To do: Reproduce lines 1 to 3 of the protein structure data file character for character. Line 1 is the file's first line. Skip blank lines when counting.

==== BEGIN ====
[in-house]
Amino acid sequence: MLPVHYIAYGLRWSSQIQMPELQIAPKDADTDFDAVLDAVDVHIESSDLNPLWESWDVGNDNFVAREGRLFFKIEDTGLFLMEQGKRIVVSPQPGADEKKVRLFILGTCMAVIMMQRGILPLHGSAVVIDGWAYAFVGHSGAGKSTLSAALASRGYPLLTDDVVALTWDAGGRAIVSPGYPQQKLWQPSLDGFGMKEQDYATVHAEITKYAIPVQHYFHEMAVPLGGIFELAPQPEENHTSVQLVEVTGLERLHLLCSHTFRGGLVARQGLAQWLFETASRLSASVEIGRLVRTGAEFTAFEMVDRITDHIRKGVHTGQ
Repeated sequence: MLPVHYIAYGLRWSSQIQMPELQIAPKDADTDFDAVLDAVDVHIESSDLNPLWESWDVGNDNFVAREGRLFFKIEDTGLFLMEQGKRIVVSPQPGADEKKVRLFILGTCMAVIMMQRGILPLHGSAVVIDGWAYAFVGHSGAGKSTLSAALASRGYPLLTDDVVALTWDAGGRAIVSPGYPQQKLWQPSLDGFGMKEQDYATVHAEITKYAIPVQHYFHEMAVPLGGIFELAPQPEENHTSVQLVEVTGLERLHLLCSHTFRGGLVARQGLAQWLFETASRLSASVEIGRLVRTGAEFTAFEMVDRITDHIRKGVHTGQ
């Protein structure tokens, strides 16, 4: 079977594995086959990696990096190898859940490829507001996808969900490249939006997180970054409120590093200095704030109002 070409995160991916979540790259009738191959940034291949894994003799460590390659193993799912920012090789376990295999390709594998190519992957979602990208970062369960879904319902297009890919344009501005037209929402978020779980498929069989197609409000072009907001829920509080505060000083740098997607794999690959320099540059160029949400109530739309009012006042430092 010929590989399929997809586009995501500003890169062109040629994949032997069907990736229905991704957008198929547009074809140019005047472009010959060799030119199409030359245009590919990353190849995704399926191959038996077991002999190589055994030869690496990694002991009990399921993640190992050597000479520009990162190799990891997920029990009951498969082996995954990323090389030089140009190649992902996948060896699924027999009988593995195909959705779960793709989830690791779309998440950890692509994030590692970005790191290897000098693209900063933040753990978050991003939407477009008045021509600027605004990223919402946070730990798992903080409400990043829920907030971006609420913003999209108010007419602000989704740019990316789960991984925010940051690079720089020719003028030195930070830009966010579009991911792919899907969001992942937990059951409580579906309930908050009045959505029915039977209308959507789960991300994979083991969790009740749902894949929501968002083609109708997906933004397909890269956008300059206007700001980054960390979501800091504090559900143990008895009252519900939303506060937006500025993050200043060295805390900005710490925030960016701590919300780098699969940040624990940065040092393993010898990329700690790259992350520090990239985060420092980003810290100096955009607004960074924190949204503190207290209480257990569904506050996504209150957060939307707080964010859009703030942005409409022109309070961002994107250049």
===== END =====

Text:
[in-house]
Amino acid sequence: MLPVHYIAYGLRWSSQIQMPELQIAPKDADTDFDAVLDAVDVHIESSDLNPLWESWDVGNDNFVAREGRLFFKIEDTGLFLMEQGKRIVVSPQPGADEKKVRLFILGTCMAVIMMQRGILPLHGSAVVIDGWAYAFVGHSGAGKSTLSAALASRGYPLLTDDVVALTWDAGGRAIVSPGYPQQKLWQPSLDGFGMKEQDYATVHAEITKYAIPVQHYFHEMAVPLGGIFELAPQPEENHTSVQLVEVTGLERLHLLCSHTFRGGLVARQGLAQWLFETASRLSASVEIGRLVRTGAEFTAFEMVDRITDHIRKGVHTGQ
Repeated sequence: MLPVHYIAYGLRWSSQIQMPELQIAPKDADTDFDAVLDAVDVHIESSDLNPLWESWDVGNDNFVAREGRLFFKIEDTGLFLMEQGKRIVVSPQPGADEKKVRLFILGTCMAVIMMQRGILPLHGSAVVIDGWAYAFVGHSGAGKSTLSAALASRGYPLLTDDVVALTWDAGGRAIVSPGYPQQKLWQPSLDGFGMKEQDYATVHAEITKYAIPVQHYFHEMAVPLGGIFELAPQPEENHTSVQLVEVTGLERLHLLCSHTFRGGLVARQGLAQWLFETASRLSASVEIGRLVRTGAEFTAFEMVDRITDHIRKGVHTGQ